Data discovery and data observability are both important for data-driven organizations. While data observability is deployed to ensure the operational reliability of the data, data discovery is primarily adopted to house data documentation and knowledge sharing in one place. You can’t have only one and not the other as your data volume and variety of data grow. Yet, there are some overlaps in the features to think about: data quality, data lineage, and collaboration.

Data Quality

Data quality is usually measured in terms of the following dimensions: completeness, consistency, uniqueness, timeliness, and validity

Many people think data observability equals data quality. But to be precise, data observability is measurement and monitoring of the physical / technical dataset statuses and changes. When considering data quality, one should also ensure logical data integrity and data validity are in place in order to ensure data is being processed and used correctly.

So for data discovery, data quality means being able to answer questions like “Is this the right dataset to use?” or “Where did this data come from?”. 

For data observability, data quality means being able to answer questions like “Is the data complete?” or “Is this data up to date?”.

Both are important to ensure that the data is correct and trustworthy to be used in your analysis. 

Data Lineage

Data lineage shows how data is impacted downstream.

Data lineage is a type of metadata that demonstrates dataset dependencies at the table, column, and/or job level. You can trace where the data is coming from, and everywhere else it’s being used throughout the system.

From the data observability lens, usage of data lineage is in understanding engineering issues and impacts to data pipelines. If there’s a data quality issue, data observability should help users to answer questions like “what is the root cause?”, “which dashboards will get impacted?”.

For data discovery, data lineage is commonly leveraged for data understanding and change management. It helps data analysts to answer questions like “How was this dashboard generated?” or “Where else is this data being used?”. For change management, product engineers and data engineers can plan for better migration and data remodeling by understanding the impact of moving tables and columns.

Collaboration

As data teams grow bigger, both data discovery and data observability solutions promote collaboration within the team to manage data better. For data observability, this collaboration is often between the data engineering and platform engineering teams. For data discovery, the main collaboration happens between the data engineering team and the BI, data analytics and data science teams.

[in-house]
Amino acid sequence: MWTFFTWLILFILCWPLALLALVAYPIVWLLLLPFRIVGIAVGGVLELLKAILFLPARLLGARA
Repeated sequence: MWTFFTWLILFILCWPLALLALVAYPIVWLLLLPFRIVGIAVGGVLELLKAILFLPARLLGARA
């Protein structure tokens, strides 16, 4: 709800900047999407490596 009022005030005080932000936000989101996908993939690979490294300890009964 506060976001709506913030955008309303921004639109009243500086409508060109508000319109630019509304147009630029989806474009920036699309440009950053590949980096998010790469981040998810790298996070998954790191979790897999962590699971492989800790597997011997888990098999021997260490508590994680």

Many data discovery solutions including Select Star, promote less technical, and/or business stakeholders to leverage the platform and collaborate with others as well. Because of this difference in user personas, you’ll find the functionalities and user interface of data observability vs. data discovery tools to be somewhat different.

Data Discovery and Data Observability: Which Comes First?

Both data discovery and data observability sound great, but which one should you implement first? 

We recommend understanding where your data team spends more of their time today: Is your team spending too much time supporting broken dashboards because the data wasn’t up to date? Or is your team spending too much time answering ad hoc questions explaining the data model and building queries for others? This may clarify if you need a data observability first (former case) or data discovery first (latter case).

Another consideration is if you already know which datasets should be tracked and monitored for quality. It becomes expensive and noisy very quickly if you try to monitor every single dataset in your data warehouse. We find that many companies only use 10-15% of their data today. Through data discovery, you can find out the usage levels of different datasets, their dependencies, and prioritize which ones you should monitor with a data observability solution.

Last but not least, you should think about where your organization is on its data democratization journey. If your company has a primary data warehouse/data lake that is open to many teams, then you are already on your way to data democratization. If your company is investing in data and you’re hiring data analysts and data engineers actively, then you’d need to transfer the knowledge and have documentation to get the new team members onboarded. In these cases, you should look at data discovery first.

If your company data is open to fewer people and you need to ensure your report is 100% correct, you’d want to invest in data observability first to ensure that data quality is being monitored and tracked.

Data Discovery and Data Observability: Better Together

DRE Con was a great opportunity to surface the ideas we have been collecting on this topic while helping our customers navigate their journey with data discovery and data observability. When combined, they provide a powerful foundation for DataOps and data utilization in the business, and we’re excited to see the rapid development in the market. If you would like to discuss your specific case on data discovery and data observability, please reach out to us!